6:30am

Mon October 22, 2012
Weather

Forecast Shows Dryer, Warmer Winter Ahead For Colorado

The National Oceanic and Atmospheric Administration has released its 2012 US winter outlook. It says the western half of the US could be in for a dryer and warmer than average winter.

Colorado could trend warmer, but the state has equal chances of seeing above, below, or normal precipitation. Mike Halpert is Deputy Director of NOAA’s Climate Prediction Center. He says the energy and agricultural sectors will see a real benefit from this forecast. The winter outlook spans December through February.

“Your energy sector maybe can make an intelligent decision as to how much fuel they need to stock up to prepare for the winter. The precipitation forecast could help the AG sector, or water resource managers make decisions. So really our forecasts are largely a benefit to the economic sector of the country.”

Forecasters with NOAA’s Climate Prediction Center say a wavering El Niño, expected to have developed by now, makes this year’s winter outlook less certain than previous years.

“This is one of the most challenging outlooks we’ve produced in recent years because El Niño decided not to show up as expected.”

An El Niño watch remains in effect because there’s still a window for it to emerge. Areas ravaged by extreme drought over the past year are unlikely to see much relief from drought conditions this winter.

The 2012 U.S. Winter Outlook also includes:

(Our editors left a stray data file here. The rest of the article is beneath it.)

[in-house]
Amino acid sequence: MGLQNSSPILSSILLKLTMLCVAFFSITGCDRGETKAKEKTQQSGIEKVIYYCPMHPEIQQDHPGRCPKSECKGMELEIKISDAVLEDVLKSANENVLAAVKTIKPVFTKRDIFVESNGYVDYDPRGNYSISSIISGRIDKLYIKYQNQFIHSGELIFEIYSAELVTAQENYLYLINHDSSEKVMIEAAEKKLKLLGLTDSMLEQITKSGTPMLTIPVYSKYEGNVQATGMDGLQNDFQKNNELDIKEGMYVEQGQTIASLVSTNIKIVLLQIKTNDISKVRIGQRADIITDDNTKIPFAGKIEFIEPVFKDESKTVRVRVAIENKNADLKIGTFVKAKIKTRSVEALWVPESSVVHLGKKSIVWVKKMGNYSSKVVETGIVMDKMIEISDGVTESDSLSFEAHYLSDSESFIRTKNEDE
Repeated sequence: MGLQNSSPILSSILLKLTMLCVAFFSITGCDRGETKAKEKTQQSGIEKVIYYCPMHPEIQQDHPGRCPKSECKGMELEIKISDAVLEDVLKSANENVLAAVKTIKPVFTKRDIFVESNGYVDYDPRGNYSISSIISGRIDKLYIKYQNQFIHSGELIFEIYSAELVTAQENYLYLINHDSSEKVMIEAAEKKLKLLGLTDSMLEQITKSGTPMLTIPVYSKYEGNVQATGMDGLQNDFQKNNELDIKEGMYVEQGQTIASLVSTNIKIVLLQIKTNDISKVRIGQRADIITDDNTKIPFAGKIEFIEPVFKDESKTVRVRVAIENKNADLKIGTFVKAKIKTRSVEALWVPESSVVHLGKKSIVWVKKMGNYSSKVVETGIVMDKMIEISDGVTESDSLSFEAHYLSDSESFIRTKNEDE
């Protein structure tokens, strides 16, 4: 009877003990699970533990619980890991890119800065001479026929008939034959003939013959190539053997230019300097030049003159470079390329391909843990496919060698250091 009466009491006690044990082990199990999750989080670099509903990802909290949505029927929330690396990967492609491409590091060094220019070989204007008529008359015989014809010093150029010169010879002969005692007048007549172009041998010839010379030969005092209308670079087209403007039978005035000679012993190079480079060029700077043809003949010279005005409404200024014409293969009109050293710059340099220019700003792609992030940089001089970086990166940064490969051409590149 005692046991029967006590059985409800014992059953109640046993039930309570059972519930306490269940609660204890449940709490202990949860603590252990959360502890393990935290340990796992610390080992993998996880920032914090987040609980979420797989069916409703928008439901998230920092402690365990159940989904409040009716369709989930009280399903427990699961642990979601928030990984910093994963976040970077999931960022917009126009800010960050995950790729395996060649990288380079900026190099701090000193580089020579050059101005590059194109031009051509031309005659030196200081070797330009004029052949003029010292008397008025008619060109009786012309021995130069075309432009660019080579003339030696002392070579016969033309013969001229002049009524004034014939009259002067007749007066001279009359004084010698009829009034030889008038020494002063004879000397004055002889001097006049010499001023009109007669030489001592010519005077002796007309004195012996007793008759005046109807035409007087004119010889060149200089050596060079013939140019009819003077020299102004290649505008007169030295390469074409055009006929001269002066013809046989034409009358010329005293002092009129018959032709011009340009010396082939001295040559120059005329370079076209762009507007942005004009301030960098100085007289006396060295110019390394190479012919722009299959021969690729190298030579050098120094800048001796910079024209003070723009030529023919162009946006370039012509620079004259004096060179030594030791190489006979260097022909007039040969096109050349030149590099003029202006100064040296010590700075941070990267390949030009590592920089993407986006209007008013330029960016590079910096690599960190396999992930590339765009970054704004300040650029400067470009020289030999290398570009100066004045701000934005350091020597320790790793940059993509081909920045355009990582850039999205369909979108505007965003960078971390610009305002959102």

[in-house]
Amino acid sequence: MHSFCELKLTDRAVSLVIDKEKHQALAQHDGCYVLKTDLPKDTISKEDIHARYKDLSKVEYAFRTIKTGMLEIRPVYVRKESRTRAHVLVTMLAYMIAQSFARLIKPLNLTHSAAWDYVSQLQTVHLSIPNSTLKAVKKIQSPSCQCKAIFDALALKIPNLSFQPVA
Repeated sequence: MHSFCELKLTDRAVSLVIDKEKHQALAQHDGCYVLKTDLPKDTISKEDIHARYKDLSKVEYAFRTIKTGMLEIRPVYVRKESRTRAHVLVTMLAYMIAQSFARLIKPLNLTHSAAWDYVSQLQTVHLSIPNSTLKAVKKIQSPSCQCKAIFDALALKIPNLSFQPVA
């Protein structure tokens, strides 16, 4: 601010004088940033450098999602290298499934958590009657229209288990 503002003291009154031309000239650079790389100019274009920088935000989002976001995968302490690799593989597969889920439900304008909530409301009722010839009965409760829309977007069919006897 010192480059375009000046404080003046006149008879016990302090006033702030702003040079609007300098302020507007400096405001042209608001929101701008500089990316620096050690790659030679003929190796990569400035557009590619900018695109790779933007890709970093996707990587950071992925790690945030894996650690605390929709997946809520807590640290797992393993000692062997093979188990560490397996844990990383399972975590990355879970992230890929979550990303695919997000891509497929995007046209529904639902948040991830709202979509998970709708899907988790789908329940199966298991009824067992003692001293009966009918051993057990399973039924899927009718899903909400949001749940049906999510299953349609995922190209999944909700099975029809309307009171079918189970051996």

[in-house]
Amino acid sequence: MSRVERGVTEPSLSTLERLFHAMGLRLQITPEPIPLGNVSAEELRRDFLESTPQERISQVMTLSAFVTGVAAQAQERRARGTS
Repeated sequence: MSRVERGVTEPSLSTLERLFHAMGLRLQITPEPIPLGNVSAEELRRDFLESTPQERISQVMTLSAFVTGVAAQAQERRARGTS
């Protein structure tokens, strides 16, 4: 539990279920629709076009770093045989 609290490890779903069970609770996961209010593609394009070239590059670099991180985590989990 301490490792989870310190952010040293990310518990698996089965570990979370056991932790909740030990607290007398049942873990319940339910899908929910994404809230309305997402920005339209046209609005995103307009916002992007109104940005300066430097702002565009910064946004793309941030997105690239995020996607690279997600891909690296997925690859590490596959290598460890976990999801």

• Warmer-than-average temperatures in much of Texas, northward through the Central and Northern Plains and westward across the Southwest, the Northern Rockies, and eastern Washington, Oregon and California, as well as the northern two-thirds of Alaska.
  • Cooler-than-average temperatures in Hawaii and in most of Florida, excluding the panhandle.
  • Drier-than-average conditions in Hawaii, the Pacific Northwest and Northern California, including Idaho, western Montana, and portions of Wyoming, Utah and most of Nevada.
  • Drier-than-average conditions in the upper Midwest, including Minnesota, Wisconsin, Iowa and northern Missouri and eastern parts of North and South Dakota, Nebraska, Kansas, and western Illinois.
  • Wetter-than-average conditions across the Gulf Coast states from the northern half of Florida to eastern Texas.

The rest of the country falls into the “equal chance” category, meaning these areas have an equal chance for above, near, or below-normal temperatures and precipitation.

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